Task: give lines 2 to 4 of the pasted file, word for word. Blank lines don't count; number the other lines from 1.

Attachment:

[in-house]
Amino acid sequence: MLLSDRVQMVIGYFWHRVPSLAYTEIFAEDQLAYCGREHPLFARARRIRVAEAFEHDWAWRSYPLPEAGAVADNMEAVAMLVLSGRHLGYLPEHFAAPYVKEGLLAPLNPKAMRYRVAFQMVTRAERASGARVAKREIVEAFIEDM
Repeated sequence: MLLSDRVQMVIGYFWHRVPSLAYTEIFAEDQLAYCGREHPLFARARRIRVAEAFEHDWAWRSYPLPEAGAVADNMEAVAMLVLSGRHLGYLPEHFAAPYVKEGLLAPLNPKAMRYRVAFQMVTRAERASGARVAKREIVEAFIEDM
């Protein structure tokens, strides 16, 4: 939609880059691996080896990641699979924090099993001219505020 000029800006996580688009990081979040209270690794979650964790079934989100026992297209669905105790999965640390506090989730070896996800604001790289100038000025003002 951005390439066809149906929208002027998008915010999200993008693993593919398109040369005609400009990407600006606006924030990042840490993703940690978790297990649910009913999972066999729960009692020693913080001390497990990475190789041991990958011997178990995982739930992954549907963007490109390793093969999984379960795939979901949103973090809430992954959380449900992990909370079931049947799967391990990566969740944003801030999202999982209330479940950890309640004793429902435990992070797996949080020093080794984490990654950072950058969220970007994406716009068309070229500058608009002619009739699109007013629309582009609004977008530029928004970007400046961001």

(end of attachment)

Amino acid sequence: MLLSDRVQMVIGYFWHRVPSLAYTEIFAEDQLAYCGREHPLFARARRIRVAEAFEHDWAWRSYPLPEAGAVADNMEAVAMLVLSGRHLGYLPEHFAAPYVKEGLLAPLNPKAMRYRVAFQMVTRAERASGARVAKREIVEAFIEDM
Repeated sequence: MLLSDRVQMVIGYFWHRVPSLAYTEIFAEDQLAYCGREHPLFARARRIRVAEAFEHDWAWRSYPLPEAGAVADNMEAVAMLVLSGRHLGYLPEHFAAPYVKEGLLAPLNPKAMRYRVAFQMVTRAERASGARVAKREIVEAFIEDM
């Protein structure tokens, strides 16, 4: 939609880059691996080896990641699979924090099993001219505020 000029800006996580688009990081979040209270690794979650964790079934989100026992297209669905105790999965640390506090989730070896996800604001790289100038000025003002 951005390439066809149906929208002027998008915010999200993008693993593919398109040369005609400009990407600006606006924030990042840490993703940690978790297990649910009913999972066999729960009692020693913080001390497990990475190789041991990958011997178990995982739930992954549907963007490109390793093969999984379960795939979901949103973090809430992954959380449900992990909370079931049947799967391990990566969740944003801030999202999982209330479940950890309640004793429902435990992070797996949080020093080794984490990654950072950058969220970007994406716009068309070229500058608009002619009739699109007013629309582009609004977008530029928004970007400046961001």